‘I’ve already died twice,’ says Gazza

March 11th, 2011 - 2:17 pm ICT by ANI  

London, Mar. 11 (ANI): Former England football star Paul Gascoigne has candidly revealed that he has come back from the dead twice while trying to overcome his addiction to alcohol and drugs.

Gazza now looks gaunt and has a hairline that is thinning at age 43, but is regaining his physical and emotional health, and is sober to boot.

“The country cares for me, I know that. And, I take everything on board people say. But now I have to do everything for myself. And now I am more at peace with everything and enjoying myself,” the Daily Express quoted him, as saying.

He admits that even by his own madcap standards, 2010 was manic.

He insists that he spent the first half of 2010 hardly drinking. He says that his tolerance for alcohol of the old days, when he could drink bottles of wine or spirits in a session, is now gone. Instead, he was a recluse, just leaving his flat in the Newcastle suburb of Jesmond.

Then, one Sunday last June, he decided to go to a pub to watch a World Cup game. He was harassed and called a friend to drive him home. The car arrived with the friend’s girlfriend driving. Minutes later, it ploughed into a lamppost and bollards at high speed in the city’s Quayside district.

“I woke up the next day with a broken nose, a cut over my eye, a cut on my arms, broken ribs and a punctured lung, ” he says.

“They told me I died in the ambulance twice. My dad and my sister were standing next to the bed and she took a photo that shocked me.”

“I went home 12 days later and didn’t have my house keys so I got up on a ladder to get into the house, fell off and did another rib. I went back to the hospital and they put me on an oxygen machine to pump up the lung again. I accidentally switched it off and was turning blue.”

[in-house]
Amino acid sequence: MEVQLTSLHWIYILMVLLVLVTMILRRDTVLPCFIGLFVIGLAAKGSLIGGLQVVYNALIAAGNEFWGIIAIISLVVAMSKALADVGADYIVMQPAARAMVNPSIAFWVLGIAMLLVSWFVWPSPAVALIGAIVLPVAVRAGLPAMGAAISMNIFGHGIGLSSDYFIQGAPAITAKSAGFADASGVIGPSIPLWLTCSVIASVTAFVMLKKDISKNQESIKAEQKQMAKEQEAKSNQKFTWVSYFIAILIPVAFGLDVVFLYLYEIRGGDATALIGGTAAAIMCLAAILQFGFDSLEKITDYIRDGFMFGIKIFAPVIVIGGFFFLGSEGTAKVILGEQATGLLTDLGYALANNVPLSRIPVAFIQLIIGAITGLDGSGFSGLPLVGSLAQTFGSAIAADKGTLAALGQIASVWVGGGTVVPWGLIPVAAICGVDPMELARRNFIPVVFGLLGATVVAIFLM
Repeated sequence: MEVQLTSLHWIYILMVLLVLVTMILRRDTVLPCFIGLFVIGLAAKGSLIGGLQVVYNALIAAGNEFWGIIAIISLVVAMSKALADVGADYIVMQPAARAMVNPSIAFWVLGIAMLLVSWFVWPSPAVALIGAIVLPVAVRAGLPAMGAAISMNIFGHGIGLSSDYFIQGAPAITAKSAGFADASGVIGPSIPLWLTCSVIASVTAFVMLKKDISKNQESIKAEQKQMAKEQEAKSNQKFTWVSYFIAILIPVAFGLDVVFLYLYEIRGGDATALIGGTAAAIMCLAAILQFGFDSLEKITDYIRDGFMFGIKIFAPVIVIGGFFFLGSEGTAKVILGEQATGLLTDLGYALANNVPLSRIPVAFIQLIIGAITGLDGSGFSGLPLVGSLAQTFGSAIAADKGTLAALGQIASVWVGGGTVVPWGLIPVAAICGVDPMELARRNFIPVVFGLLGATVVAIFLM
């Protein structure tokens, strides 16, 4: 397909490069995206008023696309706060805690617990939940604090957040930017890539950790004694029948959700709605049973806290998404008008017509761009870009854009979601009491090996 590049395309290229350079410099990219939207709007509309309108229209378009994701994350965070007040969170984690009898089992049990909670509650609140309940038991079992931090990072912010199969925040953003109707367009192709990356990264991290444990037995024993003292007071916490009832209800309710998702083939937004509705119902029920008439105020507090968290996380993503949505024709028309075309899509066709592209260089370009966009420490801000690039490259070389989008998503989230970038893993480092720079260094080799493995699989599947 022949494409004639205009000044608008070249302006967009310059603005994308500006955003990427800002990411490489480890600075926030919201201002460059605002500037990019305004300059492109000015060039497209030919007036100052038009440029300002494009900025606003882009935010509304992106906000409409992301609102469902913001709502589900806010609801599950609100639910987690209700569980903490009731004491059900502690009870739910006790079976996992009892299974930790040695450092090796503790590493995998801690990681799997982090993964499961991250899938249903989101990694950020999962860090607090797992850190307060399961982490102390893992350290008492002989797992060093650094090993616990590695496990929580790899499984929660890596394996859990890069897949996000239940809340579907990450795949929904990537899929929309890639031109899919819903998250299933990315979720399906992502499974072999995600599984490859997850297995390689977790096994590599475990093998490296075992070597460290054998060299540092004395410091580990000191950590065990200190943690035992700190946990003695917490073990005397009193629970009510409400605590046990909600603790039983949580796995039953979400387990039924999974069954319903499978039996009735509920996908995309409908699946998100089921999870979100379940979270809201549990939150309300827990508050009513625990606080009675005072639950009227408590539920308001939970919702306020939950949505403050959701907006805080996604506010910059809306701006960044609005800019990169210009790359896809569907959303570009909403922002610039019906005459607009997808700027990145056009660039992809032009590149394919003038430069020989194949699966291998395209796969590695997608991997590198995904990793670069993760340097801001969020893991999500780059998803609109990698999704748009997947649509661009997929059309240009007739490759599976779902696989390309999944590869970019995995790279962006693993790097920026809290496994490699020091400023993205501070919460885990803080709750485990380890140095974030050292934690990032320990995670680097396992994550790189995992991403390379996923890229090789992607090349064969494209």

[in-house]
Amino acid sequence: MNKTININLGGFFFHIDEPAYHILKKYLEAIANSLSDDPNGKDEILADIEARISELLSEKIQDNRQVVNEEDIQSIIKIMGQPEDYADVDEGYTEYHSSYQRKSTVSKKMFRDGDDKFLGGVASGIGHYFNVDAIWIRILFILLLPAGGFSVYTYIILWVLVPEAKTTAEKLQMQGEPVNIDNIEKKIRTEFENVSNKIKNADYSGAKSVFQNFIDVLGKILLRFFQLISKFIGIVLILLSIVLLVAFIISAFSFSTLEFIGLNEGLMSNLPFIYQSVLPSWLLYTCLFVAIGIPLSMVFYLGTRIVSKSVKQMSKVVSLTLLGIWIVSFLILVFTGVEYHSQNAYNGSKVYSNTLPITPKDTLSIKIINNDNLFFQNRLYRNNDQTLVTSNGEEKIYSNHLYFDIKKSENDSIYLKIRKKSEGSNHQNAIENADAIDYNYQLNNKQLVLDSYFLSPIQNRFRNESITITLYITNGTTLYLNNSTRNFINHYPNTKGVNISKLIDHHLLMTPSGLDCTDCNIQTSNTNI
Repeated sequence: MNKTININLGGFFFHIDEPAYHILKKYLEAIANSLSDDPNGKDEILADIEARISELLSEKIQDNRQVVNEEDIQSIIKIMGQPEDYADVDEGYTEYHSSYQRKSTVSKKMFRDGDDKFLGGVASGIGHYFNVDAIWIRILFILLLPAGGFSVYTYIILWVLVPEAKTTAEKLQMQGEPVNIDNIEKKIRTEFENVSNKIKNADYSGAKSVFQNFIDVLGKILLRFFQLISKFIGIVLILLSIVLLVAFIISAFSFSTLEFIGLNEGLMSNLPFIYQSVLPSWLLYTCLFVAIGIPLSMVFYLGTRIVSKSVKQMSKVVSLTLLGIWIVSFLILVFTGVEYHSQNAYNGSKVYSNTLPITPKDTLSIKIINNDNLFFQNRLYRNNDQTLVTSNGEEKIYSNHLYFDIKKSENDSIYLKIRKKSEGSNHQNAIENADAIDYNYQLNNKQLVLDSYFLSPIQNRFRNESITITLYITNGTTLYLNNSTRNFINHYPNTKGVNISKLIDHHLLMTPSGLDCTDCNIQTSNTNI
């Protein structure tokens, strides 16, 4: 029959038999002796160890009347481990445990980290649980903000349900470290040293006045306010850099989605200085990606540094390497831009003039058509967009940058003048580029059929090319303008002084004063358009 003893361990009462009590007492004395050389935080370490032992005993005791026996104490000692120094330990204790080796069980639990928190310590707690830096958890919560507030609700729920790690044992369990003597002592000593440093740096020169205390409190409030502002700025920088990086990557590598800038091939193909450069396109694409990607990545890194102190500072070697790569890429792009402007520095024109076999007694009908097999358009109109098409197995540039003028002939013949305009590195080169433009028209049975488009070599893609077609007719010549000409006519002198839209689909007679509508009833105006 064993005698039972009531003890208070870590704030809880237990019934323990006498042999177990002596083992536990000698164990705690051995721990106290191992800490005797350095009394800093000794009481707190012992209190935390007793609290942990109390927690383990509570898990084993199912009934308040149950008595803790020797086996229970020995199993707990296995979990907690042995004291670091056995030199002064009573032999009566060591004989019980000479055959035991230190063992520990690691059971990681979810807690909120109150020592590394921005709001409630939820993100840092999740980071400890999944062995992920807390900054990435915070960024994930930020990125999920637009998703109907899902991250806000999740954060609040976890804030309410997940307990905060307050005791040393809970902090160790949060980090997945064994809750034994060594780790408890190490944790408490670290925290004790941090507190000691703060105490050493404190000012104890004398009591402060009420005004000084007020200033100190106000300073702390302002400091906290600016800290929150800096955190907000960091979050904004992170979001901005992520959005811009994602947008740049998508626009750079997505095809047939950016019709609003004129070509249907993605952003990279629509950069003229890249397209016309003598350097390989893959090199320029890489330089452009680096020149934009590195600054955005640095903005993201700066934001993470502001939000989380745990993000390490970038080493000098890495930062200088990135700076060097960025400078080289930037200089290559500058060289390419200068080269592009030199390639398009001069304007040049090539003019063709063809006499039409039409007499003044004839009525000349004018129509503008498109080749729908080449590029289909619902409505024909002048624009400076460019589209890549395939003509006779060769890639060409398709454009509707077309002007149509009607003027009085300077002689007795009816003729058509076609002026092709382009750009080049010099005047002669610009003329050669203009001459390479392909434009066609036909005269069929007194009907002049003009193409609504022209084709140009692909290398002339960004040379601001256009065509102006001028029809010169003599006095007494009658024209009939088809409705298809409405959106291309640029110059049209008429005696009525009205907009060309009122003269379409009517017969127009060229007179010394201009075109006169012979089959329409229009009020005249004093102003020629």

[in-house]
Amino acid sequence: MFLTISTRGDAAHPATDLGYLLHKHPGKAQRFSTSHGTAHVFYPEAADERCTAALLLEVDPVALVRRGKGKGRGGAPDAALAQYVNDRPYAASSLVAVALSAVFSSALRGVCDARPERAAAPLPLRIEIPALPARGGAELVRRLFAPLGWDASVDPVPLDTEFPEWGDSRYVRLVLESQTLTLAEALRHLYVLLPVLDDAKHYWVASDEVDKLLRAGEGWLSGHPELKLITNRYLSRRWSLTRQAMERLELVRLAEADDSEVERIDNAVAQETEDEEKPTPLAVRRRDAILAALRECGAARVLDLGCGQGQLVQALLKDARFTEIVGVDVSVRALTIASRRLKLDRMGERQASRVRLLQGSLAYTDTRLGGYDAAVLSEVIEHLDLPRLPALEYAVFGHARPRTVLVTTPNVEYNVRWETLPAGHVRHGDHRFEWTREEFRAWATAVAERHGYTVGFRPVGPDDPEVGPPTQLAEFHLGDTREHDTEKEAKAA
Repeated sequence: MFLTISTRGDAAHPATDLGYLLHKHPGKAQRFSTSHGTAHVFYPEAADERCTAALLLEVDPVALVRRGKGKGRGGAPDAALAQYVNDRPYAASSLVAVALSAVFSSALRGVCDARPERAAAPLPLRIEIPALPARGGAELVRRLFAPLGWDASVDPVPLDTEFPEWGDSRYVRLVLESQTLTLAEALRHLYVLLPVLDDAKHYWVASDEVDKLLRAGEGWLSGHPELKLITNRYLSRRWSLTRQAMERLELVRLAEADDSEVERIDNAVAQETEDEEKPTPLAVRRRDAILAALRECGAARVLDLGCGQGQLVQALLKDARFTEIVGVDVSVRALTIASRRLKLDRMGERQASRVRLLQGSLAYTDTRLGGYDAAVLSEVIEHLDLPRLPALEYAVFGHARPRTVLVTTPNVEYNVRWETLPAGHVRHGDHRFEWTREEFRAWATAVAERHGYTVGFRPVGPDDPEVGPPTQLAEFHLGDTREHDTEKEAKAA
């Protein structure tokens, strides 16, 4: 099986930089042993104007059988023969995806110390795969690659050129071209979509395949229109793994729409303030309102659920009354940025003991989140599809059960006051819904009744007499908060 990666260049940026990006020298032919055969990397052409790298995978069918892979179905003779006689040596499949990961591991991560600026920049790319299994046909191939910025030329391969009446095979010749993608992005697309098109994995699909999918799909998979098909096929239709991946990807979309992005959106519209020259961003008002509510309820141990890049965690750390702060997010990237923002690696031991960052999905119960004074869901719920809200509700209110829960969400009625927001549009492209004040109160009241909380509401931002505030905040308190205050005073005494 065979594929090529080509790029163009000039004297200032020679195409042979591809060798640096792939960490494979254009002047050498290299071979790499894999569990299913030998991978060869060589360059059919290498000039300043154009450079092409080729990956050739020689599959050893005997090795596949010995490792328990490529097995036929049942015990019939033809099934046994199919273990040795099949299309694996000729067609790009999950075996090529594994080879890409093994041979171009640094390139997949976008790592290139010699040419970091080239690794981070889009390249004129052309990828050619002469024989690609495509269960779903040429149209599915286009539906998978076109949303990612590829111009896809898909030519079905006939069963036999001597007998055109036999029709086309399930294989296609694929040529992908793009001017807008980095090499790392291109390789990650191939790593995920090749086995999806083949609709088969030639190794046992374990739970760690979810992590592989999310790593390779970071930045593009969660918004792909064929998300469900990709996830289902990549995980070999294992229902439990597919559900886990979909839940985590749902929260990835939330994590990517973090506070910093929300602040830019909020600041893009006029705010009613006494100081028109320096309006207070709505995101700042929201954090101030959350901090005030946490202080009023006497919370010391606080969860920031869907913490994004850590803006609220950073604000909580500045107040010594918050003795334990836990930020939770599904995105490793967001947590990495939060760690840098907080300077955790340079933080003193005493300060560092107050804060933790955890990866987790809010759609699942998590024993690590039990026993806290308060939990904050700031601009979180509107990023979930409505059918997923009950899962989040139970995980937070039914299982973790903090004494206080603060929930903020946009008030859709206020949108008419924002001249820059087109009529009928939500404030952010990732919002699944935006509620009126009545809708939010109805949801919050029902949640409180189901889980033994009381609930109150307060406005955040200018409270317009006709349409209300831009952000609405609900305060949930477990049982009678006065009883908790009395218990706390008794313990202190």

Now, the drinking took off again, the amounts small but the dependence still the same.

“Four cans was enough for a couple of weeks, because I hadn’t been drinking for a while, but then it became six. I could drink a bottle of whisky but give me six cans and I will be drunk.

It was getting too much for me.”

When his situation seemed to be getting out of control, Gazza called Steve Spiegel, the founder of the Providence Project centre in Bournemouth, who had offered Gascoigne help before.

Gazza lasted five weeks before heading back home, spooked by a newspaper report that people were buying him cans in treatment, which he denies.

He came back for another 11 days before returning to Newcastle again.

One night he drank a quarter bottle of gin. The next afternoon, he was in Jesmond at a cash point when a woman - after getting a photo of him with her two sons - reported him to the police as being unsteady, having just got out of his MG sports car.

Police arrested him in the car, 142mg of alcohol still in his system against the limit of 35mg.

At a court appearance, the judge told him he could expect to go to jail. The next day he collapsed.

Police arrested him on suspicion of possessing cocaine. “I never was a drug taker, ” he insists.

He says: “I have slipped up with cocaine a few times, I know that, when people have offered me a line in a pub toilet, but I have had to take some of the stories about me because I have done it before.”

Now Gazza knew he had to give Providence a proper try and again rang Spiegel, who drove to Newcastle to collect him. This time, Gascoigne lasted the course.

The judge in the drink driving case accepted that treatment was more beneficial than a prison cell and imposed an eight-week sentence, suspended for a year, plus a three-year ban.

What kept him going through the demanding daily regime of group sessions, workshops, one to-one counselling and evening Alcoholics Anonymous meetings was the thought of making it to a passing-out ritual and receiving a commemorative coin in front of his peers in treatment.

Now in aftercare, he continues to deal with his demons, not least the ruins of his relationship with ex-wife Sheryl, son Regan and stepchildren Mason and Bianca.

A documentary about them last year laid bare the pain all round.

“I would like one day to see the kids. I don’t like it when they go to the papers and say, ‘I don’t want to see my dad’, but I understand why they might say it. I can’t let it ruin my sobriety. I’m not being selfish. I would just rather the kids see me when I’m better,” he says. (ANI)

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